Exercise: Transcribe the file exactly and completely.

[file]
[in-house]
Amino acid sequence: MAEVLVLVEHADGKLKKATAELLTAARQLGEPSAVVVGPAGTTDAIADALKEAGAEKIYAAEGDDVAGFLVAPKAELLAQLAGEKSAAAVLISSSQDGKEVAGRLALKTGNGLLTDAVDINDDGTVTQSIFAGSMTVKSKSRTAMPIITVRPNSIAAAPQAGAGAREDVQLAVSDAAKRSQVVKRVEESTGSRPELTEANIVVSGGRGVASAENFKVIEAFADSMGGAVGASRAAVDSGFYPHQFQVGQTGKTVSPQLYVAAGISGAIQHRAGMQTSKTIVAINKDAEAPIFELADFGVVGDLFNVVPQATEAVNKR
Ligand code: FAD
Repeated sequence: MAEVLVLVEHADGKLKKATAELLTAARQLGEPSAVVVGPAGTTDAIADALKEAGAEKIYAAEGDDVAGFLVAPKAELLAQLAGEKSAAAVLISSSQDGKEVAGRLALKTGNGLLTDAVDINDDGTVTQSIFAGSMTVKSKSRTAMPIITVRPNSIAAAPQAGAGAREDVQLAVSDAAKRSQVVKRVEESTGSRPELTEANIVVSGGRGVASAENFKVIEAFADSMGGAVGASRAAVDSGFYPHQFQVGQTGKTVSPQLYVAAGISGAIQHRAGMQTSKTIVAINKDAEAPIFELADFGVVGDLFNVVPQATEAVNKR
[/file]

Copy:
[in-house]
Amino acid sequence: MAEVLVLVEHADGKLKKATAELLTAARQLGEPSAVVVGPAGTTDAIADALKEAGAEKIYAAEGDDVAGFLVAPKAELLAQLAGEKSAAAVLISSSQDGKEVAGRLALKTGNGLLTDAVDINDDGTVTQSIFAGSMTVKSKSRTAMPIITVRPNSIAAAPQAGAGAREDVQLAVSDAAKRSQVVKRVEESTGSRPELTEANIVVSGGRGVASAENFKVIEAFADSMGGAVGASRAAVDSGFYPHQFQVGQTGKTVSPQLYVAAGISGAIQHRAGMQTSKTIVAINKDAEAPIFELADFGVVGDLFNVVPQATEAVNKR
Ligand code: FAD
Repeated sequence: MAEVLVLVEHADGKLKKATAELLTAARQLGEPSAVVVGPAGTTDAIADALKEAGAEKIYAAEGDDVAGFLVAPKAELLAQLAGEKSAAAVLISSSQDGKEVAGRLALKTGNGLLTDAVDINDDGTVTQSIFAGSMTVKSKSRTAMPIITVRPNSIAAAPQAGAGAREDVQLAVSDAAKRSQVVKRVEESTGSRPELTEANIVVSGGRGVASAENFKVIEAFADSMGGAVGASRAAVDSGFYPHQFQVGQTGKTVSPQLYVAAGISGAIQHRAGMQTSKTIVAINKDAEAPIFELADFGVVGDLFNVVPQATEAVNKR